For those connected to medical schools, 2020 was a landmark year. Not only did the course curriculum move online, but many individuals applied to U.S. medical schools. Medical schooled applications increased by more than 17% over the previous year.
With so much up-and-coming interest in medicine, it’s natural to assume these applicants can help alleviate the shortage of 139,000 U.S. physicians projected to arrive in the coming decade. Unfortunately, the shortage is still on schedule as both medical schools and residency programs have limited training capacities and cannot turn out physicians at the same rate as those set to retire.
Medical School Limitations
At present, medical schools are receiving many more applicants than they can accept. The U.S. national average medical school acceptance rate sits at just 7%. To increase the physician workforce, U.S. medical schools must offer more seats; doing so will result in higher acceptance rates. The primary bottleneck to this achievement comes in the form of limited clinical training opportunities.
Like most medical students worldwide, for U.S. medical students, clinical training occurs during the last two years of their education. During this time, they may observe and/or practice providing care to patients with supervision from physicians in the hospital or clinic settings. According to the American Medical Student Association, 84% of medical school deans worry about the number of clinical experience sites available to host their students. It can be difficult for schools to find physicians, hospitals, and clinics interested and able to host students as it demands time and care.
Clinical training is necessary for building foundation skills like interacting with patients and communicating professionally. Without it, medical students may be ill-equipped to enter the workforce or be accepted into U.S. residency programs.
Graduate Medical Education Limitations
While medical schools lack access to quality hands-on training, residency programs struggle to fund current and additional residency seats. Unlike medical students, who pay tuition for training—which can fund new seats—medical residents are paid a salary. To finance medical residents and new seats, hospitals and clinics connected with residency programs must seek other ways to generate additional funding.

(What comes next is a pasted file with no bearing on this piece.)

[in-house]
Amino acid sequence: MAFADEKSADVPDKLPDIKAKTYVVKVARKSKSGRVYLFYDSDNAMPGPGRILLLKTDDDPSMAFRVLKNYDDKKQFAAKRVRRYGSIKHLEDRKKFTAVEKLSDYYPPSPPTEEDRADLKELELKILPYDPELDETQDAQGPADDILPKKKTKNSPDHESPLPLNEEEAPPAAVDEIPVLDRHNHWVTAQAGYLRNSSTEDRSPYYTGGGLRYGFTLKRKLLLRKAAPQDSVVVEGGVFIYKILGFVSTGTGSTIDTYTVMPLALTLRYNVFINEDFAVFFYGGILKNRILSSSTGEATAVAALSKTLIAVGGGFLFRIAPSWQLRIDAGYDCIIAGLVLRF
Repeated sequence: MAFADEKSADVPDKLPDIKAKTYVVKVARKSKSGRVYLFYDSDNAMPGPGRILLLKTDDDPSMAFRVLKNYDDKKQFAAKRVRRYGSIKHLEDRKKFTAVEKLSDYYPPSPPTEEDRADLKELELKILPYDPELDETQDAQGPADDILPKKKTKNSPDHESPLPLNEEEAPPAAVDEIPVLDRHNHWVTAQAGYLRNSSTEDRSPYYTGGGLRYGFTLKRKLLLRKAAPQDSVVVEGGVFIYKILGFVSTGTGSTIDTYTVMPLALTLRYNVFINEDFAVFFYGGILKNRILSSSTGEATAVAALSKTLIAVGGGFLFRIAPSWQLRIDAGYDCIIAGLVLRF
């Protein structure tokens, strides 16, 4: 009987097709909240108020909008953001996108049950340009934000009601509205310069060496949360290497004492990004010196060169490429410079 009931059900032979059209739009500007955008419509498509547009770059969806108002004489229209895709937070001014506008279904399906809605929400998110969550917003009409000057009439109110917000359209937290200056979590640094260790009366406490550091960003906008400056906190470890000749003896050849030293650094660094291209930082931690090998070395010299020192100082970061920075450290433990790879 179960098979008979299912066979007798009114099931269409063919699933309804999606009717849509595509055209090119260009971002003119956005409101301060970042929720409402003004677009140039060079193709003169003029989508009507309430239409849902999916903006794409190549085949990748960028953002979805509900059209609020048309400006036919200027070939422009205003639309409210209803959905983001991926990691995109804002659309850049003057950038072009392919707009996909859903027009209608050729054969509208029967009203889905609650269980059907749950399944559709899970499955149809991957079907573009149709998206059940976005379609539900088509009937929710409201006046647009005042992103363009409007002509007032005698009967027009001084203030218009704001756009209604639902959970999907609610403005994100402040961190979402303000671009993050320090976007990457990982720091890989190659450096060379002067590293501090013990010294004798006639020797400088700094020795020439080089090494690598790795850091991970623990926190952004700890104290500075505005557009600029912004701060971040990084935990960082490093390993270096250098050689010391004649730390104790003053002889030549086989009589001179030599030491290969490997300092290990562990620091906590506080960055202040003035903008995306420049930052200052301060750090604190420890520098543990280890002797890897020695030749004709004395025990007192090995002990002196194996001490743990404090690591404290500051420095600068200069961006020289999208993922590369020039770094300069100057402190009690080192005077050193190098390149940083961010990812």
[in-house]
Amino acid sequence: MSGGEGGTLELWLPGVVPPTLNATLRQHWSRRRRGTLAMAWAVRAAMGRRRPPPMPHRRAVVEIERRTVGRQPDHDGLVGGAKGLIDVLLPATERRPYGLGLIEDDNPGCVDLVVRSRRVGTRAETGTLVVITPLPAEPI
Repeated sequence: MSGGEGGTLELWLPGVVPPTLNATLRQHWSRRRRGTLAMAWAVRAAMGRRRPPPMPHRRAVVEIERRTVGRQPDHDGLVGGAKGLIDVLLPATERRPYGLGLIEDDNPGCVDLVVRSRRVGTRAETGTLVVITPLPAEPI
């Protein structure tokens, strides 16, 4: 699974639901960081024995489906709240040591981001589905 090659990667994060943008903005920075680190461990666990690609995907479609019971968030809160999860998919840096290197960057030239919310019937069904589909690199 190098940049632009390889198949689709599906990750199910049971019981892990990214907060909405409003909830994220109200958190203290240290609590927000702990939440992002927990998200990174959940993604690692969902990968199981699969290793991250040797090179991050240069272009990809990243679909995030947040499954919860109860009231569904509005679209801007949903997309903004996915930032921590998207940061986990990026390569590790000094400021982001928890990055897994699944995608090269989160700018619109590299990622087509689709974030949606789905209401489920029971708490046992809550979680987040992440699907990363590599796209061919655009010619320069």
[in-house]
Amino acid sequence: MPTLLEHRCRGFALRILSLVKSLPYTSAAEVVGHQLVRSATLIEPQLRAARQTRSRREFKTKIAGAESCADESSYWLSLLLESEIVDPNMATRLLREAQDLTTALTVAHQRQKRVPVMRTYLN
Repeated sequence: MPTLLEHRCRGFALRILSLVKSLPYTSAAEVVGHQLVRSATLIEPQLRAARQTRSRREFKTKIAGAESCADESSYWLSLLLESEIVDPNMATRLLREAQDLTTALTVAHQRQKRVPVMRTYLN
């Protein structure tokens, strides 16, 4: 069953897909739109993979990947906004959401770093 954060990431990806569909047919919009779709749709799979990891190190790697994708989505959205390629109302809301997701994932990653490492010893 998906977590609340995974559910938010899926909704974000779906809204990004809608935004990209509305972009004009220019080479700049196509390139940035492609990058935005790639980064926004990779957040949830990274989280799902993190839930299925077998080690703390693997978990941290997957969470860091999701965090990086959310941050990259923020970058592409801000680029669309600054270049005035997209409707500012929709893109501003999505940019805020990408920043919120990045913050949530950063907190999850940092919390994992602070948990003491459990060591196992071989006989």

Right now, 14,000 medical residents are working at hospitals and clinics within the U.S. The average salary for these individuals is $63,400. Most of the funding for graduate medical education is funded by the government—Medicare specifically. These funds are transferred to the entities training the residents. Annually, approximately 10 billion dollars is required to fund GME in the U.S.; this figure also accounts for resident salaries.
Over half of the current medical resident population, many of whom carry an average of $201,490 in student loan debt, feel their salaries are not enough. While student loan payments are a legitimate argument for a salary increase, Medicare simply cannot afford it. For this reason, some residents and policy-makers feel hospitals and clinics should fund more of the physician’s salary with the profits they make from treating patients.
If hospitals paid a larger portion of resident salaries, Medicare dollars could be used to help increase those salaries or, more importantly, to expand the number of residency spots available.
Removing Both Limitations with One Solution
The solution to medical school capacity concerns is new clinical training opportunities. The solution to residency program capacity concerns is funding. If the programs, clinics, and hospitals training medical residents providing clinical training experiences to medical schools, both entities could come out stronger. Residency programs would generate additional revenue and fund resident salaries. Finances from Medical previously used for this could be invested in expanding residency seats available.
With increased clinical training opportunities at hospitals and clinics, medical schools could help their students gain real-world experience, earn academic credits, and network with those connected to residency programs. This model benefits both schools and their students—schools can generate additional income and increase enrollment. In contrast, students can increase their odds of matching or securing a job in the future. At present, 40% of medical schools worry about their students being able to secure residency seats. With this cycle training model in place, medical schools, residency programs, the government, and those who require medical attention now and in the future can feel at ease.
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